Traditionalist Catholics are often accused of being members of a "small cult." H.L. Mencken once observed, "A cult is any religion except for my own." While I do not hesitate to call Protestants, the adherents of Vatican II, and any other false system a "sect" (in opposition to the One True Church), I will not call them a "cult." Originally, the word cult signified a means of worship and the Church Herself applied it to the liturgy. Now it is used in a pejorative manner for any religious activity someone doesn't like. The term does, and should, have a restricted meaning for those organizations which use coercion to get and/or keep members.
According to Janja Lalich, Ph.D. and Michael D. Langone, Ph.D., there are several characteristics of a cult some of which are:
- The group displays excessively zealous and unquestioning commitment to its leader and (whether he is alive or dead) regards his belief system, ideology, and practices as the Truth, as law. Questioning, doubt, and dissent are discouraged or even punished.
- Mind-altering practices (such as meditation, chanting, speaking in tongues, denunciation sessions, and debilitating work routines) are used in excess and serve to suppress doubts about the group and its leader(s).
- The leadership dictates, sometimes in great detail, how members should think, act, and feel (for example, members must get permission to date, change jobs, marry—or leaders prescribe what types of clothes to wear, where to live, whether or not to have children, how to discipline children, and so forth).
- The group is elitist, claiming a special, exalted status for itself, its leader(s) and members (for example, the leader is considered the Messiah, a special being, an avatar—or the group and/or the leader is on a special mission to save humanity).
- The group has a polarized us-versus-them mentality, which may cause conflict with the wider society.(See http://www.csj.org/infoserv_cult101/checklis.htm)
Using this as a guide, we can call Scientology a cult, but not the Vatican II sect. Ironically, some members of the Vatican II sect refer to Traditionalists as a "cult." The reason is clear: We believe in objective truth, and we possess it exclusively.
Is there such a thing as objective truth - truth which has always been and always will be the same - unchanging and constant - hence a truth which is absolute? Now, either words have meaning or they don't. If truth is only a matter of personal taste, if one is convinced that all reality is relative, there is hardly any point in continuing either discussion or search for truth. One is caught in the self-contradiction of proclaiming that the only truth there is---is that there is no truth. Unless we deny all logic and meaning we must conclude that Truth, as such, exists. Such a statement may seem puerile to a Traditionalist, but once an agnostic admits the possibility of truth, he is logically committed to seeking and adhering to this entity.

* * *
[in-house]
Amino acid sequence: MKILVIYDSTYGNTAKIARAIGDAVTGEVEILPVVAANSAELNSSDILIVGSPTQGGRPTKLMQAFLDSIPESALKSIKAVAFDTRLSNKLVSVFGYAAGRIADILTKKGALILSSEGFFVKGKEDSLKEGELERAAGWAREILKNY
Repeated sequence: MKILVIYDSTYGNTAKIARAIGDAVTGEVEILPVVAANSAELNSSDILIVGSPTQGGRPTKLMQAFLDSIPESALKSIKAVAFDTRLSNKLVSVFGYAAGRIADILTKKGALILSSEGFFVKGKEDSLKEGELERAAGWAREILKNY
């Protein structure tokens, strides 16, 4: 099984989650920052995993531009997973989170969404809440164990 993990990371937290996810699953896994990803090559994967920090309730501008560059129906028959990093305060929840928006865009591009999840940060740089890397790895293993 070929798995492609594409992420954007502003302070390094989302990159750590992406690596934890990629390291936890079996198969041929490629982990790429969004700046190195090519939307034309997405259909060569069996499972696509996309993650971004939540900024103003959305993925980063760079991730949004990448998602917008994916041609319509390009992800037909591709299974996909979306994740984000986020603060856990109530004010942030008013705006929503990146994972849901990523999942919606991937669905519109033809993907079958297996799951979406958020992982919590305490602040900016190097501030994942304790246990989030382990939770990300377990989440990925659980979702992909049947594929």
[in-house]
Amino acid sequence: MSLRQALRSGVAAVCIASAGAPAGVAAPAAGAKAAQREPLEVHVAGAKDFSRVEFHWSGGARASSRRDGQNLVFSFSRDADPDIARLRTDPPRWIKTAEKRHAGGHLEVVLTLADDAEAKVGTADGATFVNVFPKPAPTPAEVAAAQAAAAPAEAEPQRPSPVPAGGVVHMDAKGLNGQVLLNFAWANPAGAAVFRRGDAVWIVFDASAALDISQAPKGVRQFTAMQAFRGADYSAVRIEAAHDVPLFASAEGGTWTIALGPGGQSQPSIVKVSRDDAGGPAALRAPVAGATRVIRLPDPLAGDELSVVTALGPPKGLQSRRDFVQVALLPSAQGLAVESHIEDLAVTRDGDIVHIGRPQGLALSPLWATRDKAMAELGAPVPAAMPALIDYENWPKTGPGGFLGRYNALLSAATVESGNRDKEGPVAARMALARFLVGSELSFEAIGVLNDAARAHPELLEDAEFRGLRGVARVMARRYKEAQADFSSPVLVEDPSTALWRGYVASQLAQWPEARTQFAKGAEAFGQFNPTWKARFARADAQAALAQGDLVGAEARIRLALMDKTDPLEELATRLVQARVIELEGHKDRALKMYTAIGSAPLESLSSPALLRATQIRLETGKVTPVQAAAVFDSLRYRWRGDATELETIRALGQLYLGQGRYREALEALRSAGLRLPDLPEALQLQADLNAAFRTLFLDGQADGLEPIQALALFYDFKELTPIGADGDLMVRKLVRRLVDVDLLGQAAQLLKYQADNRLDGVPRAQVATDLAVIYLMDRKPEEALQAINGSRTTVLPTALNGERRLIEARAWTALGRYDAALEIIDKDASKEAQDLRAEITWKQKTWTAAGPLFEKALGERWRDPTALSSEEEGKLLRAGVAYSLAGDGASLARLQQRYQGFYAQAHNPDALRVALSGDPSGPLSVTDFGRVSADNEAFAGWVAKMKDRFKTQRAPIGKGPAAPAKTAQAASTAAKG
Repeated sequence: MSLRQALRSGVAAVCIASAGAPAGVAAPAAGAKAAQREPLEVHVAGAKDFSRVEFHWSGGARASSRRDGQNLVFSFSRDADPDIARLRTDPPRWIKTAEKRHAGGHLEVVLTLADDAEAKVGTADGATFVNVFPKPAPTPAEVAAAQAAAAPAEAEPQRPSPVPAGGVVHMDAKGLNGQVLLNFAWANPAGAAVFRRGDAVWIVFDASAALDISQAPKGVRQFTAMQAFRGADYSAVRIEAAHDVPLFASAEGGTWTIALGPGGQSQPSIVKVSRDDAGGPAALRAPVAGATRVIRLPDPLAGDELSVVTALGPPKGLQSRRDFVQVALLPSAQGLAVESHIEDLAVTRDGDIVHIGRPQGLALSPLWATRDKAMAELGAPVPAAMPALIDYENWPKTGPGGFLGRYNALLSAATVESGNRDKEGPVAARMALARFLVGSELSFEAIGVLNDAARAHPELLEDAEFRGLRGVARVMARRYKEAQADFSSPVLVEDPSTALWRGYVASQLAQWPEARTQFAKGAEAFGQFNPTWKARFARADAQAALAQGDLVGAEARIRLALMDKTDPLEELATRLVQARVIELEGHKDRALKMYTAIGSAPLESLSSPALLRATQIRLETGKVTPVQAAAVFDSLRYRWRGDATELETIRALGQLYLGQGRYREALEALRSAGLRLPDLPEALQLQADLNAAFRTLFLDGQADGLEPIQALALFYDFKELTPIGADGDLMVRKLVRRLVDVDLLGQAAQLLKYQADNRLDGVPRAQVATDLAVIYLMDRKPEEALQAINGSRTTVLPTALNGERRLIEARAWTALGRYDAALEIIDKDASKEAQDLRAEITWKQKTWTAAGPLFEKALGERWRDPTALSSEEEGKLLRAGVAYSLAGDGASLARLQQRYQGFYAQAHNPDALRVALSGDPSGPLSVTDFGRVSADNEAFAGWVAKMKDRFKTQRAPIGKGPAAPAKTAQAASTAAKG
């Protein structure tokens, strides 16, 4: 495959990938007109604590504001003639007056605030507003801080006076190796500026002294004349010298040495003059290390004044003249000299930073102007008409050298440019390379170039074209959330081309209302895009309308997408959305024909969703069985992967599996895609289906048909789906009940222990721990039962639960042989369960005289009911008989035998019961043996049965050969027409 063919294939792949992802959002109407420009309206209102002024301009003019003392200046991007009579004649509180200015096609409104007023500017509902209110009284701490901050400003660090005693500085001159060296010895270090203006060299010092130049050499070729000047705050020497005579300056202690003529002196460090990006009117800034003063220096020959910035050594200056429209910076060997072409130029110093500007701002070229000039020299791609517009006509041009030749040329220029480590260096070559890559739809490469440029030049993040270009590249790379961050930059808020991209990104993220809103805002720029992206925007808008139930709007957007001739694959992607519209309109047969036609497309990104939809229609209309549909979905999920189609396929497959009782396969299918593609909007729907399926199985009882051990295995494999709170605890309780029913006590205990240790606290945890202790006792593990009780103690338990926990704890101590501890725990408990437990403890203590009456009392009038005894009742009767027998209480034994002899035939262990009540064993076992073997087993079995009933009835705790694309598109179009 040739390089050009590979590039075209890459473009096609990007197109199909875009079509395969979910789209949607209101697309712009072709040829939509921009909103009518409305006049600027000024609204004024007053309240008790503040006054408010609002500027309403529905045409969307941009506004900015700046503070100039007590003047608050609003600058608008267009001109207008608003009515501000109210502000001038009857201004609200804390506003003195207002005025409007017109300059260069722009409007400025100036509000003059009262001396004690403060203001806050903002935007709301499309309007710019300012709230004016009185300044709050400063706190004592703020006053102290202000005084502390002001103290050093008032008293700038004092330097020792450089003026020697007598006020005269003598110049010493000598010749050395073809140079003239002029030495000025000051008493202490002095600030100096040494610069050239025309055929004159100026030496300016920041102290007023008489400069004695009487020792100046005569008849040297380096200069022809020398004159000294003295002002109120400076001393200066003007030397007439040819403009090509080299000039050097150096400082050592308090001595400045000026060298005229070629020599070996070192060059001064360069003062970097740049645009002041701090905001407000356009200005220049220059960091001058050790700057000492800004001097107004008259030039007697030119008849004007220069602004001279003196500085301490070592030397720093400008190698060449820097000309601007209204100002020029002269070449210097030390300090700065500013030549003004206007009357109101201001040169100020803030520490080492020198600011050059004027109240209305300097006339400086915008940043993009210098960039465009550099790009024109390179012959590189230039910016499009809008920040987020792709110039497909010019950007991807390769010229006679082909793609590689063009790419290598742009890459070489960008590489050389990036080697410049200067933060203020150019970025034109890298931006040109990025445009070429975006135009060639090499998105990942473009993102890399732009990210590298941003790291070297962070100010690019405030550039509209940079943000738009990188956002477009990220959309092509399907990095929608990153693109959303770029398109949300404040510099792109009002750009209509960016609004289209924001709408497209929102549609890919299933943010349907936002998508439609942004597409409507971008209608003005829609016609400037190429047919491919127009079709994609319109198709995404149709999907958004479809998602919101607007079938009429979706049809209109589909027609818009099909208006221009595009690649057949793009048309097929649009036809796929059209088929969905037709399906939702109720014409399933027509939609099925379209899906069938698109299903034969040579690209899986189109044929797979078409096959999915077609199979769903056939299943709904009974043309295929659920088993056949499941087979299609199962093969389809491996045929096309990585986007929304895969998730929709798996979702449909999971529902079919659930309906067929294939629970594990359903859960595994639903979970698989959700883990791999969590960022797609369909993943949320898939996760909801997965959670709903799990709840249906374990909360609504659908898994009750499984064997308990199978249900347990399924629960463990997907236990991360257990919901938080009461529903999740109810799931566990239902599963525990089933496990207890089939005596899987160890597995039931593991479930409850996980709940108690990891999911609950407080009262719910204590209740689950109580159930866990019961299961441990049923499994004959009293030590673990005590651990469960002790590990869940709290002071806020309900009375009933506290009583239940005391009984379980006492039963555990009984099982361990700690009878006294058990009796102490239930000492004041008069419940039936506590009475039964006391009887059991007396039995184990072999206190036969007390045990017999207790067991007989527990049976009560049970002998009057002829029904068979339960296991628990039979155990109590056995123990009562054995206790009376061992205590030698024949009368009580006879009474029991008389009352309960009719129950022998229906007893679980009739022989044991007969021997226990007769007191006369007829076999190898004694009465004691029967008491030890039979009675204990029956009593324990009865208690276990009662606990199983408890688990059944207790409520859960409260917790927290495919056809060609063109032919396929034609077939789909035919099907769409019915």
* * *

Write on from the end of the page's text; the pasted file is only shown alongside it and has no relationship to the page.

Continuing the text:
Once we accept the possibility of objective truth we can seek it out from only three possible sources. These are 1) the ancient and always constant Truths embodied in the Catholic Religion and demonstrated by right reason; 2) our own or someone else's gut feelings or psychological experiences as to what is true; and 3) some mixture of these two extremes. Either we accept objective criteria, or we accept subjective criteria, or we create a mixture of the two that for some reason or another we find personally satisfactory. We see here displayed the spectrum between Traditional Catholicism which offers us objectively defined truths, the beliefs of modern man which approach absolute subjectivity and Protestantism which is a mixture of some objective truths combined with subjective opinions. Vatican II, with its novel doctrine on religious liberty, places the post-Conciliar position on the nature of truth in the middle or modern category for it proclaims that man is free to believe anything he wants and that his very dignity lies in this freedom. How can man's dignity lie in his freedom to believe error?